Youth & School-Based
We work with children directly through school and other youth groups, primarily focusing on prevention through positive character building.
Parents & Familes
We know that individual issues always affect more than just the individual, so we offer programs for families to find out how they can help.
Adults & Communities
We all need support from a community who cares, so we offer adult and community-based programs for those who are looking for a helping hand.
Annual number served – 10,000 individuals
Community Outreach— 239,500 individuals
Focused on Growth
Alcohol and drug dependency are not a choice – they are real medical conditions. However, this means that these dependencies can be treated and even prevented with the right interventions. We work with individuals experiencing substance dependency, and their families, to help them find their way to recovery.
For the People
Substance dependency is a public health crisis, and we believe it is our responsibility to provide prevention, treatment and recovery as a public response to all those who need it.
Did you know?
As up-to-date as you might be, there’s always more to learn. Here are some resources to help continue your education.
At The Prevention Council of Erie County, we are dedicated to promoting healthy behaviors through substance abuse prevention and intervention.
Pause For Prevention
Coping With The Unknown
For many, the fear of the unknown can be greater than any present obstacle. COVID-19 has bombarded our daily lives with uncertainty. More than nine months into this pandemic, we are still forced to navigate through untracked territory. Lives have been altered, careers have been put on hold, schools and businesses have closed, loved ones have been separated, and the list goes on.
How can we plan for a future that seems to change daily? How can we calm our anxieties when everywhere we turn (i.e. the media) we are given a different answer?
with the WNY Peace Center
Try a Daily Mindful Check-In Practice
As you prepare for post-COVID life, try incorporating this practice from Bob Stahl into your daily routine. You can use it as a way to check in with how you’re adjusting to any shifts in your life. As best you can, do this practice in a quiet space where you won’t be disturbed or distracted. This might mean closing the door to your home office, turning off your phone, or pausing in your car in the driveway when you get home. You can do this practice either lying down or sitting. If sitting, aim for a posture that’s supported, balanced, and upright but not rigid. Close your eyes if you’re comfortable doing so, but it’s also fine to simply lower and soften your gaze.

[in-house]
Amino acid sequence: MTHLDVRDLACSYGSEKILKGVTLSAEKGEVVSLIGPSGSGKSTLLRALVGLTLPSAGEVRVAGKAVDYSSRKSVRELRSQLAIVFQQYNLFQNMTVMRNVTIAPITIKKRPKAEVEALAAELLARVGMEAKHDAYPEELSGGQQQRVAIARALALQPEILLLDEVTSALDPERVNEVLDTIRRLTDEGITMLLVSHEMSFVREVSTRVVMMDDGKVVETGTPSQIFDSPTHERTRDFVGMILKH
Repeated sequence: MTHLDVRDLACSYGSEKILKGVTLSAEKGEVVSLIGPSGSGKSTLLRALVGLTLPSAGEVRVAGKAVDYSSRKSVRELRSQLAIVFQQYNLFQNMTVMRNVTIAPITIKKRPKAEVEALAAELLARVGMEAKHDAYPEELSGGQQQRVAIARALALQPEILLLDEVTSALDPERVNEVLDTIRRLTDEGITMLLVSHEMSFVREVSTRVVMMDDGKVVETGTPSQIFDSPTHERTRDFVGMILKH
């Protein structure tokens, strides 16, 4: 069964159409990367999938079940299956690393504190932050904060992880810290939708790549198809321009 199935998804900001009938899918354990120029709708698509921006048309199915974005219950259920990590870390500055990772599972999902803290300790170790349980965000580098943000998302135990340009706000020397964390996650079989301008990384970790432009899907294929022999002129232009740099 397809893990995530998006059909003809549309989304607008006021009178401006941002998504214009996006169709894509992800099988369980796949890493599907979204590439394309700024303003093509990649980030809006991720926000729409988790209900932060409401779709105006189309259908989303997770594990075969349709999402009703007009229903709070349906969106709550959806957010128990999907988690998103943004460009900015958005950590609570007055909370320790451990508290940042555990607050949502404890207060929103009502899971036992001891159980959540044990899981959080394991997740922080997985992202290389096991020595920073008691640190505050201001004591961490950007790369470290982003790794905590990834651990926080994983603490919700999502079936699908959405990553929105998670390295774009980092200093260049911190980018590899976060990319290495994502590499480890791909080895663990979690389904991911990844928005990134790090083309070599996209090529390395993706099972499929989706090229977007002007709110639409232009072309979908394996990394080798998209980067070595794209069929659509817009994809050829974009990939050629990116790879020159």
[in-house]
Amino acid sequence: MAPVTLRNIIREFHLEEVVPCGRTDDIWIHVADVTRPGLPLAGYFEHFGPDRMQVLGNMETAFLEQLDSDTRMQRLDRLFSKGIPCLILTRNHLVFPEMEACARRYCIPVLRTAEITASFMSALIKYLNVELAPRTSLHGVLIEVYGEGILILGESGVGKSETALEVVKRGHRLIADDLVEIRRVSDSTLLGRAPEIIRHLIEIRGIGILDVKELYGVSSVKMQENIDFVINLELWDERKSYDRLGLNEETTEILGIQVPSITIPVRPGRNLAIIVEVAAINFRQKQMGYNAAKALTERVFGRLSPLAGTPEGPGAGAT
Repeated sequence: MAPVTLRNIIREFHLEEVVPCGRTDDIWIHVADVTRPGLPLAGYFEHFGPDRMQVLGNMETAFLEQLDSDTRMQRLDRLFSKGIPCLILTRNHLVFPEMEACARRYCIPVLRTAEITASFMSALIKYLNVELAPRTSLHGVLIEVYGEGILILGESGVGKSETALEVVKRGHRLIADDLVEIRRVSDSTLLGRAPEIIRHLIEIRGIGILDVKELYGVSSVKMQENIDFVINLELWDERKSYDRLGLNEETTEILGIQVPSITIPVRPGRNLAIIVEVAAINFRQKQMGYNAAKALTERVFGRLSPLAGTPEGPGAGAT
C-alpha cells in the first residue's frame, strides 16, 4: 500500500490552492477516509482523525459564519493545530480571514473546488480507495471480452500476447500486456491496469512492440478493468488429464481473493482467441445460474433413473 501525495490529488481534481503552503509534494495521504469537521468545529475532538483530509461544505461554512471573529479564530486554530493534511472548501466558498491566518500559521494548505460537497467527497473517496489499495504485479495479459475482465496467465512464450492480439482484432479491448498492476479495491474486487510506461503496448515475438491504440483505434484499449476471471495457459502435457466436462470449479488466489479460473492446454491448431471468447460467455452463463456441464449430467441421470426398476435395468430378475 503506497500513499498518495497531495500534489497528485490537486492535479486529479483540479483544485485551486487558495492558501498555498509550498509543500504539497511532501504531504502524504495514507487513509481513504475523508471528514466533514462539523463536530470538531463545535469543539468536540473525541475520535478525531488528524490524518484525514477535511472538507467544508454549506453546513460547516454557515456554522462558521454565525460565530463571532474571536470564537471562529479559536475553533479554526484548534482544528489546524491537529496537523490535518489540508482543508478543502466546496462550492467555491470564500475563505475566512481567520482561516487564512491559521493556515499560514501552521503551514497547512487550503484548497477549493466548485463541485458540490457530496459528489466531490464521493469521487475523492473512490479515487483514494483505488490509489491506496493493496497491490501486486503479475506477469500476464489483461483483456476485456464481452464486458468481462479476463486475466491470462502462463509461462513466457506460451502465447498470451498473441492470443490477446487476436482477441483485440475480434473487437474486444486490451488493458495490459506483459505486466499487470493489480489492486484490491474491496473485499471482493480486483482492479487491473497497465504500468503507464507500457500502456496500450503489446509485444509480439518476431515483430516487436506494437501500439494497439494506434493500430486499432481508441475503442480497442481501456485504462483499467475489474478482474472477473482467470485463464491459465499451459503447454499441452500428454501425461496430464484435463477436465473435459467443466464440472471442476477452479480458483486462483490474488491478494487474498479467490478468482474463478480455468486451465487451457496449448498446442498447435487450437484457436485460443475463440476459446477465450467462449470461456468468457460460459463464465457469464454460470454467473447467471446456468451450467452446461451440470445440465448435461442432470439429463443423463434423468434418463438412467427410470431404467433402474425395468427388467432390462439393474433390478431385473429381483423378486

Appreciate your time. Take a moment to thank yourself for the time and space to do this practice. Amidst daily demands, it’s rare for people to consciously and deliberately set aside even a few minutes to just see how they are. Most people are more apt to do this for a close friend, their children, or their partner. Turning this generosity toward yourself warrants some acknowledgment and recognition. With this small gesture, you’re exercising a shift: resisting the tendency to just move along and instead making time and space to take care of yourself. You’re setting and honoring an intention to see what’s really within you.
Kindly attend to the moment. Now bring your full attention to the experiences of your body, your mind, and any thoughts or emotions that you’re aware of, just as they are. There’s no need to judge, analyze, evaluate, or assess your experience. The focus here is simply being with yourself fully, in the present moment and letting it all be. If a tendency to judge or figure things out arises, simply notice and acknowledge that, then gently return to the awareness of how you are. Continue directing your attention to the experiences of your body, mind, and emotions for about three minutes.
Acknowledge yourself. As your practice comes to a close, once again acknowledge your willingness to show up and be present, knowing that, in this way, you’re contributing to your wholeness and well-being.
(Taken from https://www.mindful.org)